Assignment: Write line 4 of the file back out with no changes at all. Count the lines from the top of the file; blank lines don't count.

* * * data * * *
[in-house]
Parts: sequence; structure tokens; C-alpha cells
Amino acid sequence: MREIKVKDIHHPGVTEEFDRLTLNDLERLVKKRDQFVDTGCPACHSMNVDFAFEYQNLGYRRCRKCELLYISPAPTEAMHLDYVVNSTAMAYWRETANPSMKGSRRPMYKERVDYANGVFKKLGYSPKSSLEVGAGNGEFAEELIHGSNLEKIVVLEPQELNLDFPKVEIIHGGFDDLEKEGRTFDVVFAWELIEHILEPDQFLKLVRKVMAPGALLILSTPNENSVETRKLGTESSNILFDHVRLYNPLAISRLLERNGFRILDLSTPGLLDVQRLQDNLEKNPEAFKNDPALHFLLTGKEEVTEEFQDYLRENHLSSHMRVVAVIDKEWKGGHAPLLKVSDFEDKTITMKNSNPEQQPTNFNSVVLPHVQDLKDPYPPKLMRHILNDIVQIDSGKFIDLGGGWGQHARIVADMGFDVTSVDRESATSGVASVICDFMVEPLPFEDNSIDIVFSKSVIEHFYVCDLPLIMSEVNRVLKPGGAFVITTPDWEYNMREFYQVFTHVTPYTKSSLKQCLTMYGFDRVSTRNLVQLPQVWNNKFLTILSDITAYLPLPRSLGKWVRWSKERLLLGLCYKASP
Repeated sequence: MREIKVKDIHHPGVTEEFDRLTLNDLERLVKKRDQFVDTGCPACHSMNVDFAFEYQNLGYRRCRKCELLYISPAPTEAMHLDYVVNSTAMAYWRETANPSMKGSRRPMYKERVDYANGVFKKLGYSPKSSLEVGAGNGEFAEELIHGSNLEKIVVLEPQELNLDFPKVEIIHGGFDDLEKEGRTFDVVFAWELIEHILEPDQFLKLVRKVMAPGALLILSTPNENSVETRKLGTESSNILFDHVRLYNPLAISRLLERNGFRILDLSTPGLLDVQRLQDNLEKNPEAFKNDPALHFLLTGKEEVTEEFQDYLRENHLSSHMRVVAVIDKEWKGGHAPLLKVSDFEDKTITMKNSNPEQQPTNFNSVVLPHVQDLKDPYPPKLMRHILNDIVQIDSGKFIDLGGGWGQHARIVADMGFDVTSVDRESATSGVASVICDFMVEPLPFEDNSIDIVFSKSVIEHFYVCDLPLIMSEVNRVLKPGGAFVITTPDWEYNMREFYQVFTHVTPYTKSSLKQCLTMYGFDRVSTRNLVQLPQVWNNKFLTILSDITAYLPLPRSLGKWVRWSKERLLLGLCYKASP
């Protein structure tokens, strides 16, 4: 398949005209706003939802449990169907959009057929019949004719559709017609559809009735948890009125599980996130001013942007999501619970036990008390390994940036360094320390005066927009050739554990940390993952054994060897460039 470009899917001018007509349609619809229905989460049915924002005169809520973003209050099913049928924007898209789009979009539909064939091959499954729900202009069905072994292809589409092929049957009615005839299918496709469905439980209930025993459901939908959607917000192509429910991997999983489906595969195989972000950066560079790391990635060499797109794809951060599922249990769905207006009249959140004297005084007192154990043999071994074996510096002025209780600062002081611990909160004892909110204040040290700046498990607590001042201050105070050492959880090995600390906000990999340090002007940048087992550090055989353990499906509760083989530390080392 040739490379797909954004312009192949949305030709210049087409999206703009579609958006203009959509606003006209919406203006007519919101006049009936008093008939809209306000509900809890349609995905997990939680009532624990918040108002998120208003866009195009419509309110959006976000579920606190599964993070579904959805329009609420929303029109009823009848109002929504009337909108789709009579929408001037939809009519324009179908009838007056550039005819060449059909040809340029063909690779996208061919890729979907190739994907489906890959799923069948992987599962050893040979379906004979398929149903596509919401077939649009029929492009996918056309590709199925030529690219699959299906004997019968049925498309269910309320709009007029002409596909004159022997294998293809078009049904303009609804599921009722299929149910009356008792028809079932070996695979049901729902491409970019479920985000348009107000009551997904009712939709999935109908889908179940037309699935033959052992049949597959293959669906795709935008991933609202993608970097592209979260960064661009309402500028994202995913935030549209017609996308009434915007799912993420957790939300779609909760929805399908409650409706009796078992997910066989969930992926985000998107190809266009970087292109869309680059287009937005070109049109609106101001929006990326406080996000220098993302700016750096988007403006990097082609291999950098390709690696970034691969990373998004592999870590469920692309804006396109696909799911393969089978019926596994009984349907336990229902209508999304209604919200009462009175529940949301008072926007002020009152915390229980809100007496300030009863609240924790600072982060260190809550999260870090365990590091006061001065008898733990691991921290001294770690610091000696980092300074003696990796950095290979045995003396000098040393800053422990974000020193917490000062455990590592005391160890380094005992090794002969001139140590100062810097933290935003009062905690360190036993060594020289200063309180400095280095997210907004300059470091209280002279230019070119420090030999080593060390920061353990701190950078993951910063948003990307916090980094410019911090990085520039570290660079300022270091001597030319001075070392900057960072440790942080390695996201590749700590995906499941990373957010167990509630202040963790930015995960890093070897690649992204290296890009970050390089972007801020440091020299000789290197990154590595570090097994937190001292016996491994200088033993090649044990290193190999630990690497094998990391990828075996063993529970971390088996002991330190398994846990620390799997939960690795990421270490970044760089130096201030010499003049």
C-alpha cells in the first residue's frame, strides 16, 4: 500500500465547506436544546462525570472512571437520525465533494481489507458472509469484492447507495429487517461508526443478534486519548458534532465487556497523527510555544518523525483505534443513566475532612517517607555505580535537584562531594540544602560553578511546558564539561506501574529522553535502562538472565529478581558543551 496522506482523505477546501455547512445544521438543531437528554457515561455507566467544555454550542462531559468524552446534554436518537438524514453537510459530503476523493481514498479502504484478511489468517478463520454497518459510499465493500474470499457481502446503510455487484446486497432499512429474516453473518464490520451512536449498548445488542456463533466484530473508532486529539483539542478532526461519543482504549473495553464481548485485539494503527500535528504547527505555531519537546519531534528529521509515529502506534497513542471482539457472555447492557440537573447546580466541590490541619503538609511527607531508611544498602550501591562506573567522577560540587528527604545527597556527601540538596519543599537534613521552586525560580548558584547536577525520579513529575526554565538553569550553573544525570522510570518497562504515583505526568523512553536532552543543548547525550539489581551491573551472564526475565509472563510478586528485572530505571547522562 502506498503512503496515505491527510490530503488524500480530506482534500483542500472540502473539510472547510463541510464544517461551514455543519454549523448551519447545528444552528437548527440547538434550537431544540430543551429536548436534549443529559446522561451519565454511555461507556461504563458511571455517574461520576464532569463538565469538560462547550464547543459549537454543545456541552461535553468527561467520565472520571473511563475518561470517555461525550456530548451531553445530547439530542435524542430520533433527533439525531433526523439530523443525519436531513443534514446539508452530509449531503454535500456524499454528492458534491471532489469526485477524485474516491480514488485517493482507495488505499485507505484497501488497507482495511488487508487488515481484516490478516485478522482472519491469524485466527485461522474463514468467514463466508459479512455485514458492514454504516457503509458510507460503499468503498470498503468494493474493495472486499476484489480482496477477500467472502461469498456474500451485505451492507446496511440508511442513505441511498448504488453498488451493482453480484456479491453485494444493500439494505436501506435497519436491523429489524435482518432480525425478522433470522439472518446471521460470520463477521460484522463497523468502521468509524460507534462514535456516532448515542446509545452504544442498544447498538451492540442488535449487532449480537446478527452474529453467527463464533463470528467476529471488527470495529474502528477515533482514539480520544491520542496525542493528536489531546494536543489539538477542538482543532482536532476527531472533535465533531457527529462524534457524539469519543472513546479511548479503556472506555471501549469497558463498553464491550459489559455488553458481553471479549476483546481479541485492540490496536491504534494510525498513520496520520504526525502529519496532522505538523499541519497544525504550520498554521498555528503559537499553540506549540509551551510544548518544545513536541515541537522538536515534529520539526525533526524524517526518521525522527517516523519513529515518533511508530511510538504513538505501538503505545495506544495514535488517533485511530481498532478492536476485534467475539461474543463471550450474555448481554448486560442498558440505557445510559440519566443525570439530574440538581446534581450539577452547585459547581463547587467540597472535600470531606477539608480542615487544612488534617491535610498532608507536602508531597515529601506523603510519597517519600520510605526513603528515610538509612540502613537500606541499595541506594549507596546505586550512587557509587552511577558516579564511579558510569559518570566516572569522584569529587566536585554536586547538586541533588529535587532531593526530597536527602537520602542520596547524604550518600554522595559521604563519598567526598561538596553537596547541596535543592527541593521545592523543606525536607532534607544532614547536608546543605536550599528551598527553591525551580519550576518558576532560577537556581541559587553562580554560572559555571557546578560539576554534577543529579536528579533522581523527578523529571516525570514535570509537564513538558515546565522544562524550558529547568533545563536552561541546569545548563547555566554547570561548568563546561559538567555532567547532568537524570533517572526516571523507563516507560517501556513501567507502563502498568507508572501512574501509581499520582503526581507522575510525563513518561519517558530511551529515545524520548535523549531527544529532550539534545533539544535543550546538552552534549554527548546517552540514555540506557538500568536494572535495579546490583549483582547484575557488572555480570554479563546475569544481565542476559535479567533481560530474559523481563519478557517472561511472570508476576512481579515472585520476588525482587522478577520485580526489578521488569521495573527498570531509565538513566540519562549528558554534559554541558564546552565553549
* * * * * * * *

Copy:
Repeated sequence: MREIKVKDIHHPGVTEEFDRLTLNDLERLVKKRDQFVDTGCPACHSMNVDFAFEYQNLGYRRCRKCELLYISPAPTEAMHLDYVVNSTAMAYWRETANPSMKGSRRPMYKERVDYANGVFKKLGYSPKSSLEVGAGNGEFAEELIHGSNLEKIVVLEPQELNLDFPKVEIIHGGFDDLEKEGRTFDVVFAWELIEHILEPDQFLKLVRKVMAPGALLILSTPNENSVETRKLGTESSNILFDHVRLYNPLAISRLLERNGFRILDLSTPGLLDVQRLQDNLEKNPEAFKNDPALHFLLTGKEEVTEEFQDYLRENHLSSHMRVVAVIDKEWKGGHAPLLKVSDFEDKTITMKNSNPEQQPTNFNSVVLPHVQDLKDPYPPKLMRHILNDIVQIDSGKFIDLGGGWGQHARIVADMGFDVTSVDRESATSGVASVICDFMVEPLPFEDNSIDIVFSKSVIEHFYVCDLPLIMSEVNRVLKPGGAFVITTPDWEYNMREFYQVFTHVTPYTKSSLKQCLTMYGFDRVSTRNLVQLPQVWNNKFLTILSDITAYLPLPRSLGKWVRWSKERLLLGLCYKASP